In a server environment administrators use Group Policy to configure computers that are members of domains, sites, and organizational units, affording them the flexibility of controlling hundreds of different aspects from one location.On a smaller scale, which is what this article will deal with, the local Group Policy object on an XP computer can be used to manage many changes that are implemented in the registry (registry based policy) as well as implement policies that control scripting functions and security options.Delete the "HKCU\Software\Policies\Microsoft" Key Delete the "HKCU\Software\Microsoft\Windows\Current Version\Group Policy Objects" Key. To answer your question - yes it's physically removed from the domain and now joins a workgroup. Basically, how this works is it (since it gets no policy when you run the command), it applies an empty policy, which effectively removes the stuck policy once and for all. If you see the DC or evidence that it pulled a policy, separate your computer from the network that's running on the DC and plug the machine into a separate network. Basically, does the system know it's not on the domain?Delete the "HKCU\Software\Microsoft\Windows\Current Version\Policies" Key. No internet connection is required for this solution, but the link needs to be up, and it needs to have an IP address. If you are still logging into an account that was used while it was on the domain, chances are it hasnt been removed from the domain.If it does, you need to disjoin the machine from the domain through the computer name tab in the advanced system settings and stop using the domain level account to log in. In my case even after a month later, it was trying to use Windows Update configured via group policy.If it is physically off the domain, and you ARE using a local account to log on, and it still carries the group policy settings, not only would i be very surprised, but something is wrong. To answer your question - yes it's physically removed from the domain and now joins a workgroup. I'm not sure if power settings and windows update settings fall under the same category but OP's scenario sounds quite possible.A few of my computers that were not imaged correctly had the same Sus Client ID used by my Windows Update Server which prevented them from downloading updates and reporting status.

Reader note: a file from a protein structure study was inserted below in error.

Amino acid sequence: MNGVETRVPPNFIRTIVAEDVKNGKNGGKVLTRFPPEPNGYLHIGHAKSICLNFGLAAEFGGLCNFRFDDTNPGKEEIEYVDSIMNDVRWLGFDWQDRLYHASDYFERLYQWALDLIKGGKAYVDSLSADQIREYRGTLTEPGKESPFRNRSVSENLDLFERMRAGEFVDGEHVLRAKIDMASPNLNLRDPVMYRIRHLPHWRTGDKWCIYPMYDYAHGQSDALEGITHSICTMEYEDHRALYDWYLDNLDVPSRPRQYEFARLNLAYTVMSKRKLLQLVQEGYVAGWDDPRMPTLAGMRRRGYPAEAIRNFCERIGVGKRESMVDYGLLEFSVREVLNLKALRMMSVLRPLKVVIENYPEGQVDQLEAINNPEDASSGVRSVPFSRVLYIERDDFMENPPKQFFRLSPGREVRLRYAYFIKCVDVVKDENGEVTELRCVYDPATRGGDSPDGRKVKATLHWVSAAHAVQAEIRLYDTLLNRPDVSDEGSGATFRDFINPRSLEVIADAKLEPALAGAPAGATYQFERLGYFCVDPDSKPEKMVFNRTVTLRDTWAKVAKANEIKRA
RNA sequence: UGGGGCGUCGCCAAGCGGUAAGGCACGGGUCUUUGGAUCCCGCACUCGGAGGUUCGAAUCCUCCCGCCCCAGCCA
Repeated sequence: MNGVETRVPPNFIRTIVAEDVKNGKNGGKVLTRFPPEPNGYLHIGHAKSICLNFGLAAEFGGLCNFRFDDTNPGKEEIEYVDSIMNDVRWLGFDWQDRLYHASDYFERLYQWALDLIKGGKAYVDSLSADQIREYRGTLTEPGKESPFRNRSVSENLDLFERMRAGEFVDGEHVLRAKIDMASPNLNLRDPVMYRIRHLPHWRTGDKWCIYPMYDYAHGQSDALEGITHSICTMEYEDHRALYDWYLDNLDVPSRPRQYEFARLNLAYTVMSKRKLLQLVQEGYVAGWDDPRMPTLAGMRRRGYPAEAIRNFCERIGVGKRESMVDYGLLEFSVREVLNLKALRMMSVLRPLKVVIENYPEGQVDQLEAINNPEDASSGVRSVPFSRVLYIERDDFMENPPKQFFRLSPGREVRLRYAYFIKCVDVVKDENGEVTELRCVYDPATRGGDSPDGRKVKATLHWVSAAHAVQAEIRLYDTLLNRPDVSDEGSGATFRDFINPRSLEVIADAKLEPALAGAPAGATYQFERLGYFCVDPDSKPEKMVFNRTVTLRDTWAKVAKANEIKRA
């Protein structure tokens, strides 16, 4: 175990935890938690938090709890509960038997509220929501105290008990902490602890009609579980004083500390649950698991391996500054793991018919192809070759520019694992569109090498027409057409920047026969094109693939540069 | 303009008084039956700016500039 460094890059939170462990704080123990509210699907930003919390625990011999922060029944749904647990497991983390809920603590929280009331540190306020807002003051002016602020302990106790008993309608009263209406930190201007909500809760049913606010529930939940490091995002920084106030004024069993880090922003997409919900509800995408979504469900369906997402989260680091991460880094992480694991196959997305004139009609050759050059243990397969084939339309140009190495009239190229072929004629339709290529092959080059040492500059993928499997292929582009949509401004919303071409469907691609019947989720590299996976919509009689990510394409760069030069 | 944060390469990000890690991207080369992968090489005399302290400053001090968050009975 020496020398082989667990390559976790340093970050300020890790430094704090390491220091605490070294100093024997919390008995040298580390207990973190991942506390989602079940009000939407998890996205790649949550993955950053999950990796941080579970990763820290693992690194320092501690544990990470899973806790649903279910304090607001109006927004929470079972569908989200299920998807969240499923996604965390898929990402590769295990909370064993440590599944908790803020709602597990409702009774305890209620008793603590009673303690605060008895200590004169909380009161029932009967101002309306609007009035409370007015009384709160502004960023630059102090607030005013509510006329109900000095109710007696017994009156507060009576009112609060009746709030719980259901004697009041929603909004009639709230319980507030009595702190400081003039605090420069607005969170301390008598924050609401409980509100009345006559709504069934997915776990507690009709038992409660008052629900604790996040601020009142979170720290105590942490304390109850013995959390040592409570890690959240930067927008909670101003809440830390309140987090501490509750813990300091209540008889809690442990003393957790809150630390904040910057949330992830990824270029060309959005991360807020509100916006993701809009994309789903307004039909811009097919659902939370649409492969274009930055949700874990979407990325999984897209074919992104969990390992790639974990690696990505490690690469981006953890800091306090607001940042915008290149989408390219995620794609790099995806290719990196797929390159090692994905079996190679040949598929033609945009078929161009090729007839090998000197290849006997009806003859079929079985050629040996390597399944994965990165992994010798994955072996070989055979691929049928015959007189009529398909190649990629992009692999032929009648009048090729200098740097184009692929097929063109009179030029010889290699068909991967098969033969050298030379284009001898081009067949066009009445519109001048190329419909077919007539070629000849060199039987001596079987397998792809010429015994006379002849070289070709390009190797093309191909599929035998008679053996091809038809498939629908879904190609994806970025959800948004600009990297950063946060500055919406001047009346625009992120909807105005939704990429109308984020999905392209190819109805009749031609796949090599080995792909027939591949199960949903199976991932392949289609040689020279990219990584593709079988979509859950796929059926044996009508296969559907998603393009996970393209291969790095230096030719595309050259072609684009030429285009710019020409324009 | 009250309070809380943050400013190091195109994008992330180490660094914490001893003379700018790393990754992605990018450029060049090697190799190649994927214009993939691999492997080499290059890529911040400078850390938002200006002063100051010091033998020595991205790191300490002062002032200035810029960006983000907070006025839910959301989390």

Even if you have a single, stand alone computer with multiple users, Group Policy can be put to good use.The conversion went quite well, however a few cases did show up where some Windows XP computers were not mapping the drives.After some investigation, I was able to determine that this was caused by a missing Windows Update.But when Group Policy is not being applied, we can fix it!Microsoft has provided great guidelines and tools in order to troubleshoot.Group policy will apply if it is a domain account, regardless of physical connection to the network that the domain resides on.